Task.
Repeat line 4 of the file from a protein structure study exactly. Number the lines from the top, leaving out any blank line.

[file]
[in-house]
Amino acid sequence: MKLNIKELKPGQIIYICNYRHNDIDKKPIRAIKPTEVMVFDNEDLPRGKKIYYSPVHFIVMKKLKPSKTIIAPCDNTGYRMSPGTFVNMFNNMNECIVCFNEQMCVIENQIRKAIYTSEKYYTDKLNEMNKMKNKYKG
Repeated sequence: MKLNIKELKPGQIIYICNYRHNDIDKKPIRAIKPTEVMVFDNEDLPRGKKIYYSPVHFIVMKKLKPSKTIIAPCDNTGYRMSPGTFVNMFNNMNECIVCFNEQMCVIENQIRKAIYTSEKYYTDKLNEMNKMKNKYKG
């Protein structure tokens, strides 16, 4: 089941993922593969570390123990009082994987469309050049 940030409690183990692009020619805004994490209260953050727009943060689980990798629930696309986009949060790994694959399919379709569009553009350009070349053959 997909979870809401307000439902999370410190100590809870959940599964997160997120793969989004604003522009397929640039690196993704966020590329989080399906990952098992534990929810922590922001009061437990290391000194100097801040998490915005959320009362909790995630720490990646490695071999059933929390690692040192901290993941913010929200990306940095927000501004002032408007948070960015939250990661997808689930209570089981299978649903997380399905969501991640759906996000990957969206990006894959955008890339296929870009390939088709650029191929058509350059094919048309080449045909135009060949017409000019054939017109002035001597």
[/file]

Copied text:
């Protein structure tokens, strides 16, 4: 089941993922593969570390123990009082994987469309050049 940030409690183990692009020619805004994490209260953050727009943060689980990798629930696309986009949060790994694959399919379709569009553009350009070349053959 997909979870809401307000439902999370410190100590809870959940599964997160997120793969989004604003522009397929640039690196993704966020590329989080399906990952098992534990929810922590922001009061437990290391000194100097801040998490915005959320009362909790995630720490990646490695071999059933929390690692040192901290993941913010929200990306940095927000501004002032408007948070960015939250990661997808689930209570089981299978649903997380399905969501991640759906996000990957969206990006894959955008890339296929870009390939088709650029191929058509350059094919048309080449045909135009060949017409000019054939017109002035001597």